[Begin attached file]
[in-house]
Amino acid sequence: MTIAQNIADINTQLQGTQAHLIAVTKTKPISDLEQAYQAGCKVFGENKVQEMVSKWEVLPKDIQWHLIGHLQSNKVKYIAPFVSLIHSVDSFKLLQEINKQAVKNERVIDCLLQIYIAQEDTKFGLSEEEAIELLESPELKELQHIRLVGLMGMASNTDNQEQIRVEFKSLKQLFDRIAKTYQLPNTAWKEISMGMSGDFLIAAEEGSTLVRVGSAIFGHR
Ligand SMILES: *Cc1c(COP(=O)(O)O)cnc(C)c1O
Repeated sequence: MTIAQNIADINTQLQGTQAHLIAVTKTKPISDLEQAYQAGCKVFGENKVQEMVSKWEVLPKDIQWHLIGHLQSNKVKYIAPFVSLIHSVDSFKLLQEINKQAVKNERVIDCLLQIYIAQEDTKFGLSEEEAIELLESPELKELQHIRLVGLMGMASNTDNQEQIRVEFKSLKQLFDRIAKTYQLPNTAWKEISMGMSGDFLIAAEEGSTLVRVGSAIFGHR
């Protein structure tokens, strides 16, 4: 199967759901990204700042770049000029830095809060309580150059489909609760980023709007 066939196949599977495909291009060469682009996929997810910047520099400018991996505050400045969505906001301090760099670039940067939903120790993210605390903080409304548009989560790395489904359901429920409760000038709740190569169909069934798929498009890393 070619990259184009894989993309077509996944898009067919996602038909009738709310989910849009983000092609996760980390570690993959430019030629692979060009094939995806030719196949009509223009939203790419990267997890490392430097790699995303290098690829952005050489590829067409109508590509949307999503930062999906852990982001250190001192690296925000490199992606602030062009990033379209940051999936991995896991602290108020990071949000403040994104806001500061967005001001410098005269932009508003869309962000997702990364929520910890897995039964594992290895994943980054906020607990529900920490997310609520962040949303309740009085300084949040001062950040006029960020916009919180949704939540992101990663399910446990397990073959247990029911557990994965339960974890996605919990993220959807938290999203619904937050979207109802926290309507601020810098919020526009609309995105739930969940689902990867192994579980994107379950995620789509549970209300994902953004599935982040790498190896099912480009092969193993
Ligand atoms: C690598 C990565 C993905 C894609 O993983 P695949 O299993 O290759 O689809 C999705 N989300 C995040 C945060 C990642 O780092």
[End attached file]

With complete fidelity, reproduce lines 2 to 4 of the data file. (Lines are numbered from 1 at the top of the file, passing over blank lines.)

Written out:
Amino acid sequence: MTIAQNIADINTQLQGTQAHLIAVTKTKPISDLEQAYQAGCKVFGENKVQEMVSKWEVLPKDIQWHLIGHLQSNKVKYIAPFVSLIHSVDSFKLLQEINKQAVKNERVIDCLLQIYIAQEDTKFGLSEEEAIELLESPELKELQHIRLVGLMGMASNTDNQEQIRVEFKSLKQLFDRIAKTYQLPNTAWKEISMGMSGDFLIAAEEGSTLVRVGSAIFGHR
Ligand SMILES: *Cc1c(COP(=O)(O)O)cnc(C)c1O
Repeated sequence: MTIAQNIADINTQLQGTQAHLIAVTKTKPISDLEQAYQAGCKVFGENKVQEMVSKWEVLPKDIQWHLIGHLQSNKVKYIAPFVSLIHSVDSFKLLQEINKQAVKNERVIDCLLQIYIAQEDTKFGLSEEEAIELLESPELKELQHIRLVGLMGMASNTDNQEQIRVEFKSLKQLFDRIAKTYQLPNTAWKEISMGMSGDFLIAAEEGSTLVRVGSAIFGHR